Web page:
FORT MYERS, Fla. — "All I kept thinking was I could have caught it and it still is not too late."
Kiasha Lee says she's still shocked by her 16-year-old's recent COVID-19 diagnosis.
"I immediately started crying because I just recovered. I'm in remission from cancer," she said.
Lee says her whole family got tested after being notified that one of her daughter's coworkers, at the STARS complex, had the virus.
But Lee claims a similar notification didn't go out for her child.
"They never notified the other staff members that she tested positive. They only found out through Facebook," she said.
It's a story that's eerily similar to one told by Willina Gilmore, the wife of a STARS complex employee.
"Nobody notified the employees, the kids family members, not even the hr department, nobody knew about Greg's case," she said.
Gilmore says her husband started to feel sick a few weekends ago and that they immediately let his supervisors know.
She believes her husband caught the virus at while work.
"That's the problem we're having, we're really upset because COVID-19 is serious. My husband was really sick, he could have died," she said.
We reached out to the city to find out what their notification process is, if someone at the facility tests positive. They say to avoid a HIPAA violation, they leave notifications up to the county health department.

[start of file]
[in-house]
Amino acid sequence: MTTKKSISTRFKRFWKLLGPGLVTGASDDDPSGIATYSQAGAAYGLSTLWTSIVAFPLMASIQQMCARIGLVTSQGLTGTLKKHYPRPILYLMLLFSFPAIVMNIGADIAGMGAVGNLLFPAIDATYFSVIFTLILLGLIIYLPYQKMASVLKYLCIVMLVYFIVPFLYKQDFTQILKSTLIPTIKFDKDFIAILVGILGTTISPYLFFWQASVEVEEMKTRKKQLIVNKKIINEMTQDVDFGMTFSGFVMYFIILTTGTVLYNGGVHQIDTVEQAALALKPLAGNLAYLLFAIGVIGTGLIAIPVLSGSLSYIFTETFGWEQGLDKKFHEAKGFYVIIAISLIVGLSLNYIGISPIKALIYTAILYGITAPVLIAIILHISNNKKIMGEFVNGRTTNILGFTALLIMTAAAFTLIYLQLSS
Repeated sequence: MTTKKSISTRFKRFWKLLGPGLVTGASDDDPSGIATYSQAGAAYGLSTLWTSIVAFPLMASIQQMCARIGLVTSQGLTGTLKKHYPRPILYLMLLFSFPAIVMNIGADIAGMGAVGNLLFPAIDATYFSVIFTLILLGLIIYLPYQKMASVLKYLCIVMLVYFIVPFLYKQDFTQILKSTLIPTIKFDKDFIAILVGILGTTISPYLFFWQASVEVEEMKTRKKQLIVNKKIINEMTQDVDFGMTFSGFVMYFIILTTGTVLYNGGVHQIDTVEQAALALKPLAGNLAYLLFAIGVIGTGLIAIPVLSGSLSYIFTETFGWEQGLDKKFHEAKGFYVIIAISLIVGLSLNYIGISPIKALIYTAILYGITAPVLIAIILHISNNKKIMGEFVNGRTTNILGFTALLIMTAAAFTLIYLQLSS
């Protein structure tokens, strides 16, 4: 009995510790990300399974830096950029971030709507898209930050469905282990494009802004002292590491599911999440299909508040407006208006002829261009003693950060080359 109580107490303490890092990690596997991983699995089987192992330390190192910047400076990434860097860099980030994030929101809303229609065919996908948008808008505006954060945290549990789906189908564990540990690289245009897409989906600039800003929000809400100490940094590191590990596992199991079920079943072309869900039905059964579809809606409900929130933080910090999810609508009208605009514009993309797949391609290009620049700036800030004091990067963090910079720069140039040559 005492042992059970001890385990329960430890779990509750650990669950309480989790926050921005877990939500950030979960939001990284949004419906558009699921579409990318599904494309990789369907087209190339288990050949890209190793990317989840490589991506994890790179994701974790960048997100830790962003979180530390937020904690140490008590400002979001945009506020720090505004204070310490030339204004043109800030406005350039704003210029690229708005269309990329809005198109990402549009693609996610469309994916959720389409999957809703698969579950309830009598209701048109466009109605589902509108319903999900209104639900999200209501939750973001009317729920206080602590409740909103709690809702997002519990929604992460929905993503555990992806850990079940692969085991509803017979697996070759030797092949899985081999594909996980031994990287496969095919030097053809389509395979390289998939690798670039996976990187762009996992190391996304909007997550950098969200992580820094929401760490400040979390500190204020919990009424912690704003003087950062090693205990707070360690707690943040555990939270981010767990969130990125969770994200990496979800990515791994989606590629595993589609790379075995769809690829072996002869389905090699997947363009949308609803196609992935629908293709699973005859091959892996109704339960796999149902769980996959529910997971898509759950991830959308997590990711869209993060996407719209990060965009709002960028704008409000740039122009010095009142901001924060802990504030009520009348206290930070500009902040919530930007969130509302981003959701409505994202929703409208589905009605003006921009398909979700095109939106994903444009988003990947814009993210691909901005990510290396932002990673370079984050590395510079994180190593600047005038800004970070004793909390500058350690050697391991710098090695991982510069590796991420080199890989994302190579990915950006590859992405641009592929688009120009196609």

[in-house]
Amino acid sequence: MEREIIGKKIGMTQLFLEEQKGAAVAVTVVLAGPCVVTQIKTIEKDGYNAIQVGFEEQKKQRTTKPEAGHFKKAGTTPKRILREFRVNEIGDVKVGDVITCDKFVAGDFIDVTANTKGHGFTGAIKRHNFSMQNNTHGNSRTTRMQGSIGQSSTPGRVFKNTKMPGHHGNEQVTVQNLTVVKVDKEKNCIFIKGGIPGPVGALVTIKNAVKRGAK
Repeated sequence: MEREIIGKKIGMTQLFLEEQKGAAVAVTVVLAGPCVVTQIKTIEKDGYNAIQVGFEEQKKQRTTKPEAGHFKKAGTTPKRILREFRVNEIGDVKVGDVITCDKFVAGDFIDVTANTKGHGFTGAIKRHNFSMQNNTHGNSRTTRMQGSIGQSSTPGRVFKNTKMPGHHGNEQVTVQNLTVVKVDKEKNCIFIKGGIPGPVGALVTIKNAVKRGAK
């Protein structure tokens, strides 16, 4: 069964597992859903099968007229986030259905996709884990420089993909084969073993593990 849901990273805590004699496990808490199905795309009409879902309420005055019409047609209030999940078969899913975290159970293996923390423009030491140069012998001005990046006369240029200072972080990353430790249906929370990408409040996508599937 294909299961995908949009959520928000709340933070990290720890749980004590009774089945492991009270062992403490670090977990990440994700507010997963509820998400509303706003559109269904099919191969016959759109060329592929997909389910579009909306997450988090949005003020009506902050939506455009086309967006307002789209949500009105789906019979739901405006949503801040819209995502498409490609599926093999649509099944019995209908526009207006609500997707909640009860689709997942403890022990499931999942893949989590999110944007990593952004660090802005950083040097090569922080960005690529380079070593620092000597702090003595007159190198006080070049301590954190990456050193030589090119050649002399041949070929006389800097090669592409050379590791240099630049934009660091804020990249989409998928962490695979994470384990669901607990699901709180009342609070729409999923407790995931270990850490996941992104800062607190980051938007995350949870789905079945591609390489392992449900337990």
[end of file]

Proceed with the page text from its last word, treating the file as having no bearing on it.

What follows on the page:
It's an answer that local school board candidate, Curt Sheard, isn't buying.
"I think that's bullshit," he said, "There's no HIPAA violation in letting people know they were exposed."
Both women I spoke to say they want to clear that they are not bashing the complex or the programming it provides to the community, but they do want people to know that there have been cases at the complex.
"My main concern wasn't to bash them, it was to give word out that if my daughter came in contact with you all the stars complex, go get tested."
As a result of recent calls and complaints, the City of Fort Myers has decided to end the summer program at the STARS Complex at the end of the day Friday.
The added that the decision was also due to a concern about the increasing number of COVID-19 cases in Southwest Florida.
The city said its Step Up To Work summer internship program for high school students would also end on July 17.
Councilman Johnny Streets Jr. says he’s been in contact with city manager who is considering shutting down Stars complex. “It’s something that may happen.” Streets Jr. said.
For more information, please contact the STARS Complex at 239-321-7545.